U.S. Soccer, with some help from the Canadian and Mexican federations, helped start and is presumably helping keep the NWSL financially afloat. It doesn't take a photographic memory to recall the fate of the two U.S. women's professional leagues that preceded the NWSL (but it may to name them), both of which succumbed to a combination of poor management and, frankly, lack of interest in non-World Cup and Olympic seasons. It appears that the players' suit does not take into account the money that U.S. Soccer has spent to start and sustain the NWSL. [In my original post, I surmised here that the federations pay the salaries of non-federation players in the NWSL. After further investigation, I don't believe that to be the case. While information regarding NWSL individual players' salaries is not disseminated, it appears that the league pays non-federation players, while the federations only pay those of "allocated players" from one of the three participating federations. Nonetheless, the suggestion that U.S. Soccer pays the salaries of the highest-paid players in the league appears to be correct.]
The league has benefited those players, who would not otherwise have an opportunity to play professional soccer, by both giving them that chance and proving that they are worthy of consideration for the national team. Crystal Dunn, for example, was the last player cut from last year's World Cup team, but proved her mettle by being the leading scorer in the league last season. Restored to the roster, she scored five goals against Puerto Rico in the Olympic qualifying tournament and appears to be poised to play a significant role for the team in Rio.
Setting aside U.S. Soccer's apparently well-taken position that the players and their attorneys cooked the books by focusing on income from last year (when the women won the World Cup in Canada and embarked on an extended victory tour), its claim that the men's team's games over which it has control (i.e., non-World Cup games) have audiences double those of the women, and that U.S. Soccer has been at the forefront, world-wide, of commitment both to the women's game and to cajoling or compelling FIFA to support women's soccer and women in positions of power within FIFA, there's a more fundamental concern that I have with the players' complaint and the future of women's soccer in the U.S.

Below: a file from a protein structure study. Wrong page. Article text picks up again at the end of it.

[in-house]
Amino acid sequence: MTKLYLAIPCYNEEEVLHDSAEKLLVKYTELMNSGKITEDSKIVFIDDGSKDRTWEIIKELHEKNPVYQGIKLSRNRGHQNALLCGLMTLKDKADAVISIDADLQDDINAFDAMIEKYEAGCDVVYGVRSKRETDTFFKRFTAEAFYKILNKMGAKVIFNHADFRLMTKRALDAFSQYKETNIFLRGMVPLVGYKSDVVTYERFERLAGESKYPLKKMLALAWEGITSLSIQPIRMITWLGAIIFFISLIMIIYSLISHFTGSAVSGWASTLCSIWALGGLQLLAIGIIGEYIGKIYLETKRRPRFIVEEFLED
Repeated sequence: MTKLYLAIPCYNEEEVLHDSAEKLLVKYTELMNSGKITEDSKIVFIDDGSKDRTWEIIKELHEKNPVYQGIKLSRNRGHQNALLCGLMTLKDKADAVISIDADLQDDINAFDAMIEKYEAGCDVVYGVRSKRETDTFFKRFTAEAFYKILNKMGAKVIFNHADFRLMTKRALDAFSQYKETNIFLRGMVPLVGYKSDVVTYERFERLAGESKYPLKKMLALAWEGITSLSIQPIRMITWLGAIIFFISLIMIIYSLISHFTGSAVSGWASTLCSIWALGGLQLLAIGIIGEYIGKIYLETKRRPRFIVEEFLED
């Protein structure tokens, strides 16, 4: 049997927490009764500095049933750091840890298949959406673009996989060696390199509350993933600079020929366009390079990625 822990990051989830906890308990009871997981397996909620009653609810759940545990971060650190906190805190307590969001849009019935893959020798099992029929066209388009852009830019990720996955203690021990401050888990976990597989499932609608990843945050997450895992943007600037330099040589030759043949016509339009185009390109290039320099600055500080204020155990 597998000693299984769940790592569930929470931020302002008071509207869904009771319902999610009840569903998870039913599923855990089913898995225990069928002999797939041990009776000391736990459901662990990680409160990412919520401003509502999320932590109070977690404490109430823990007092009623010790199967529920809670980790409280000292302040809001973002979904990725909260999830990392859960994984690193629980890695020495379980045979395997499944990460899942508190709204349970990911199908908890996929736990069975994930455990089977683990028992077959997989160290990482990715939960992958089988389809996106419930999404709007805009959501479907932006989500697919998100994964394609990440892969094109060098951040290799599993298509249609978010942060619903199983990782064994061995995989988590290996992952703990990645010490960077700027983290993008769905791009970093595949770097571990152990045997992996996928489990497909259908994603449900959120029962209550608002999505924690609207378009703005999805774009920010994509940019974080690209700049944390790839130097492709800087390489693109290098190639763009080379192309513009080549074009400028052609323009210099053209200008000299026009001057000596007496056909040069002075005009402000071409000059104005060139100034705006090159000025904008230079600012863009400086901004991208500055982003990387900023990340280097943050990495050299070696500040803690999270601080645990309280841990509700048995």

Where is the money to come from to pay the players if they succeed?
Unless U.S. Soccer adopts FIFA's more ... creative ways of generating income, the funds to pay a large increase in player compensation may well result in a reduction of its financial commitment to the NWSL. And while the national team players may or may not care, that would be detrimental to the long-term health of women's professional soccer in the U.S., and perhaps to the national team as well.
This may all be much ado about next-to-nothing. The Soccer America article suggests that the true motive for the EEOC complaint may be simply to gain leverage in the players' on-going negotiations with U.S. Soccer over a new collective bargaining agreement, particularly in light of U.S. Soccer's filing of its own complaint in February, in which it seeks court confirmation that the current collective bargaining agreement runs through the end of 2016 (fearing, presumably, a work stoppage by the players shortly before or during the Olympics).
But if it is not, if the players pursue their complaint beyond the Olympics or the (hopeful) signing of a new collective bargaining agreement, then I fear for the future of women's professional soccer in the U.S. That may or may not be of concern to Solo and her fellow litigants. But it should be to the rest of us.